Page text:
Welcome back to our cogbites interview series, where we interview cognitive scientists by asking them a few questions about their interests in science and what keeps them engaged both in and out of the lab.
As a reminder, you can learn a little about our team of contributors by reading their bios (either on our author page or at the bottom of each post), but this is a chance to get to know some early-career scientists even better. Our last interview was with Becca Dyer, a final year student on the research masters Brain and Cognitive Sciences: Cognitive Neuroscience track at the University of Amsterdam.
This week we interview Alexandria (Alex) Samson. Alex is a graduate student at the University of Toronto in their Psychology Graduate Program specializing in Perception, Cognition, and Cognitive Neuroscience. Broadly, her interests surround the aging brain with a focus on healthy aging and neurodegenerative disorders. She is particularly interested in the protective effects that lifestyle factors have on the aging brain such as exercise, sleep, and mental health as well as, she is interested in sex and gender differences in neurodegeneration.
Alex began her academic journey at Dalhousie University in Halifax, Canada where she obtained a Bachelor of Science in Neuroscience. During her third year of undergrad, she was chosen to study abroad at Maastricht University in The Netherlands. There, Alex conducted a group research project that looked at the relationship between boredom and self-harm in young adults, particularly university students. For her final year of undergrad, she completed a research thesis project that looked at differences in the electrical brain signals between musicians and non-musicians when in noisy listening conditions using an electroencephalogram (EEG). Following undergrad, Alex was granted a Canadian federal award to work on a project at the University of Calgary in Calgary, Canada. This research endeavor looked at the relationship between attention, cognition, and screen-time in young children.
After a year of travel, Alex continued her academic journey by completing a Master of Arts in Psychology from the University of Toronto. Her master’s thesis explored risk factors involved in the development of mild cognitive impairment and Alzheimer’s disease. Currently, as a Ph.D. student, Alex is working on multiple projects including the investigation of functional and structural changes that occur in neurodegeneration and healthy aging as well as looking at sex differences in an at-risk Alzheimer’s disease population. Her most recent post on cogbites was about how sex hormones affect women’s brains.
Without further ado, here’s our interview with Alex:
Why did you decide to pursue cognitive science?
I was a really curious kid which made science class very fun and exciting. My favourite part was creating research questions and answering them. Because of this, I knew pursuing a research career would be a good fit for me. However, it wasn’t until I learned during my undergraduate degree that there was still so much unknown about the brain that I knew I wanted to specifically pursue research in cognitive neuroscience. Although the many unknowns about the brain may terrify some, this is what excites me about my work. I hope to one day be one of the many scientists that make a dent in our understanding of the brain and cognition.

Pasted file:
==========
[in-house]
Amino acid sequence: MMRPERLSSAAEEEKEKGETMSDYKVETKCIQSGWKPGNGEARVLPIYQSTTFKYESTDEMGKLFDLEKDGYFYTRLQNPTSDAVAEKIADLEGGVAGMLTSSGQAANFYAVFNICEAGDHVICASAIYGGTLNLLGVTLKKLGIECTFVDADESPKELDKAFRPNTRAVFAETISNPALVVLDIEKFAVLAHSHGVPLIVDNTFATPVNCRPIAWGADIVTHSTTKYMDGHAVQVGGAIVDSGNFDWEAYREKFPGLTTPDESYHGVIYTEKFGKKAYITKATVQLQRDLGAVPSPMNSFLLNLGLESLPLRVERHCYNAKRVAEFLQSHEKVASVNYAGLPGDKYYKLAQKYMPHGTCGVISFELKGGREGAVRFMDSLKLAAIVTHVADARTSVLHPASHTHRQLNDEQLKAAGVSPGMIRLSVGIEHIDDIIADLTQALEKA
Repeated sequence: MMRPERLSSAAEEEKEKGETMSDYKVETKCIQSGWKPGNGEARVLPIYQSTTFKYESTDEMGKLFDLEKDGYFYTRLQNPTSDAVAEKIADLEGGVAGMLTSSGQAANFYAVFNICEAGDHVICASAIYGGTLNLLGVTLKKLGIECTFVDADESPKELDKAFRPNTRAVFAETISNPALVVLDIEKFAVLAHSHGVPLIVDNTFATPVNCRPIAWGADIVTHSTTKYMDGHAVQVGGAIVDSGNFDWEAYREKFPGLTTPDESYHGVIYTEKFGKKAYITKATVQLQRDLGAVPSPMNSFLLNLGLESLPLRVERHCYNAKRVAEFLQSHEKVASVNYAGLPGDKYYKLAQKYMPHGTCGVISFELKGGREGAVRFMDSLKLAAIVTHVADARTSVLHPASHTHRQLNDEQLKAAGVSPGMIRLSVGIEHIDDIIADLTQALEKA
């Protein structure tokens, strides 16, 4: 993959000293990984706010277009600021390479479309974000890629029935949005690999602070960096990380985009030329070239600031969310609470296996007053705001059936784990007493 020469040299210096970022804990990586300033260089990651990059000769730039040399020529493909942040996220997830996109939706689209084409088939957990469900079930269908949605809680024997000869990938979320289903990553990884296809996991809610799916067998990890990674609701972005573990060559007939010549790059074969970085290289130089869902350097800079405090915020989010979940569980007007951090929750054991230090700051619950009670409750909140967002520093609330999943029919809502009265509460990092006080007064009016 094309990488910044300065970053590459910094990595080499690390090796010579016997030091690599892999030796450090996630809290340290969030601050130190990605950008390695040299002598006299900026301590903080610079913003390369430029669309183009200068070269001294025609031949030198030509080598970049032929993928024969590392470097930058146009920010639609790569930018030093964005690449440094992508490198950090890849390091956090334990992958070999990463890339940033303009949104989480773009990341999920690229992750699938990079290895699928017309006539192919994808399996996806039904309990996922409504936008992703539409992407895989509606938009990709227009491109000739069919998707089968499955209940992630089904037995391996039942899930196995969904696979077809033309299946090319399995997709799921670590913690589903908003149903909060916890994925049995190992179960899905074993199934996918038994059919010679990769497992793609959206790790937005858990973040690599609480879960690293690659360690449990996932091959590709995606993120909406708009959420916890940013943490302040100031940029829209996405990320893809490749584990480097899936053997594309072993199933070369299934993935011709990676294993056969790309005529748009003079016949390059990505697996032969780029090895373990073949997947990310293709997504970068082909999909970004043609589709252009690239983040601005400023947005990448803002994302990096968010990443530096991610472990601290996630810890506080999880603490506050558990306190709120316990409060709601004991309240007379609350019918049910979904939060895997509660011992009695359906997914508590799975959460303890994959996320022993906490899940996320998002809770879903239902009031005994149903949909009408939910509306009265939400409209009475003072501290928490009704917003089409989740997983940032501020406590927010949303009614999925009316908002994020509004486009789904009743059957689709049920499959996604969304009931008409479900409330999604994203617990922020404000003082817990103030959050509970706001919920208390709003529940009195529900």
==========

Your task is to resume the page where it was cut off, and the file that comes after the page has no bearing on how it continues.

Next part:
What are you currently working on?
I am currently working on two projects. The first project is a continuation of my master’s thesis which explored risk factors involved in mild cognitive impairment, a prodromal stage of Alzheimer’s disease. Utilizing a large Alzheimer’s disease dataset, I chose seven of the most prevalent risk factor categories of mild cognitive impairment based on their prevalence in the Alzheimer’s disease research and analyzed whether these risk categories were more common in older adults with mild cognitive impairment compared to those that were cognitively healthy. The second project I am working on is looking at sex differences in episodic memory and cognitive function in a population of individuals with a family history of Alzheimer’s disease. An advantage of working with this population is that there is a high chance that they will develop Alzheimer’s disease themselves; therefore, I will be able to analyze disease progression as well as sex differences. I have become so fascinated by my second project that the main focus of my PhD thesis has changed to have a core emphasis on sex differences in memory, aging, and Alzheimer’s disease.
What’s the most exciting concept in cognitive science?
The blend between computational science and neuroscience I find very interesting. Today, scientists can make predictions about the brain based on computational models which will be great for advancements in clinical settings. For example, my lab is working on constructing personalized brain models to help with the initial diagnosis of Alzheimer’s disease. Furthermore, computational models may have the ability to help predict neurological diseases before symptoms arise and potentially model disease treatment efficacies.
What sparked your interest in science communication?
I find that many scientists get caught up in the world of science and forget that their published work is incomprehensible to other audiences. For this reason, I wanted to make my research available and understandable to all audiences. As well, I hope that my work in this field will encourage other people in the science community to make their work more accessible to all.
Is there anything else you want us to know about you?
I try to treat my research/PhD as a 9-5 job so in my free time, I enjoy reading, exercising, or completing paint-by-numbers pieces (as I am not very artistic on own).